Resnais once said that his films were “an attempt, still very crude and very tentative, to visualize the meaning of thought.” The key to realizing this effect, in Night and Fog as in his other films, is to push against the camera’s pretension of objectivity. In a short 1961 interview, the director calls attention to the selective nature of the camera. Resnais stands slightly askance, on the left side of the frame. He is smiling, clearly enjoying the questions. We see his reflection in a mirror on the right side of the frame, giving us a side-angle view of his reactions. The mirror expands what the viewer can see, but it also exposes a more nefarious truth: What we see is tightly controlled. There is always more going on outside the frame. The camera eye is a subjective view of the world, even a dishonest one: It withholds.
In Night and Fog, the clearest expression of subjectivity comes from the narration by the survivor and poet, Jean Cayrol. Cayrol had previously written a collection entitled Poems of Night and Fog and the film is partly Cayrol’s attempt to make sense of his experiences and to document his memories before their physical traces disappeared. If there is a reason that Night and Fog became the camp documentary, it is because Cayrol is a personal guide to these horrors and images.
The most revealing moment in the film comes when Cayrol goes silent, as Resnais’s camera forces him to confront what time had allowed to recede (the graphic moment occurs at about 6:14). The camera presents him—and us—with evidence of human corpses being turned into consumer products. “From the bodies they make soap. As for the skin . . .” his voice trails away. What exactly are we watching, what has made Cayrol go silent? Is this new information for Cayrol? Is the video archive supplementing his memory? As a political prisoner, is this his first real exposure to the genocide?
Knowing that Resnais chose to emphasize the brutal capitalist logic of the camps may explain why this footage is here, but it cannot explain Cayrol’s horror, nor the aesthetic effect of hearing your guide’s voice break down. The moment—like the film as a whole—transcends its origins. The scene moves us toward engagement. In watching Cayrol struggle, in forcing Cayrol to watch, Resnais suggests that we are obliged to observe and confront the past even when it is unbearable.
The year after Night and Fog, Resnais made a documentary about the French National Library called All the Memory of the World. Its basic point is that information—human knowledge—is an indifferent memory, and that only the researcher, combing through the archive, can give it meaning. It is hard to avoid inscribing this message onto Night and Fog. All the angles, the tracking shots, the mirrors, the play with colors, and the haunting score are ways to force us out of indifferent memory and into personal memory. Resnais wants to provoke us into asking what was left out of his film, what is taking place on the margins of his camera’s perception.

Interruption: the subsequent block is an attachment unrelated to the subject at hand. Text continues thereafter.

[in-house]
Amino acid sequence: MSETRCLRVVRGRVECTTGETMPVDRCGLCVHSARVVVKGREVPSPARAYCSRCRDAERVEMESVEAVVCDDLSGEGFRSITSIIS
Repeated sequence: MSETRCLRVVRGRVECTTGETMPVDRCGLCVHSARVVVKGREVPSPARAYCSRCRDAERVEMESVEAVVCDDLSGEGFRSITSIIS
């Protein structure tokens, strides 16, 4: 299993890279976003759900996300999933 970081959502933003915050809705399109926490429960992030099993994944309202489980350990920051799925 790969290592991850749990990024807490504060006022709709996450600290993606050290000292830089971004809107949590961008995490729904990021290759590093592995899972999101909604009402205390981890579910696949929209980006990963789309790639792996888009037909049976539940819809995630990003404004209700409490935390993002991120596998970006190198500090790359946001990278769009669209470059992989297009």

Walking through the bunkers of Birkenau, I couldn’t stop thinking how strange it was. I couldn’t shake the thought: it looks just like it does in the movies. I felt like I was retracing Resnais’s tracking shots. It made the place somehow unreal. It bothered me, and kept bothering me, and I’m still thinking about it now. Part of me unjustly thinks that Resnais’s film somehow ruined my experience of the camp. I couldn’t approach it with a clean slate, the camp couldn’t speak for itself.
But the rest of me knows that the camp can never speak for itself. Places are uniquely resistant to personal memory. For me and my father, the Ponary Forest outside Vilna was a burial ground and memorial; for the young family on bikes, it was a state park, a quiet place to take the kids. What does Birkenau mean to those who know little about the Holocaust? What do its ruins say about the past?
I can't answer that question. The most I can say is that the experience of re-enacting Resnais’s shots made Night and Fog all too real. The film’s contents—the brutal dehumanization of inmates, the experimentation—were no longer facts, but things that I knew.
Eitan Kensky is the preceptor in Yiddish at Harvard University. His research focuses on Jewish American literature and culture.
You can find this online at: http://www.jidaily.com/throughnightandfog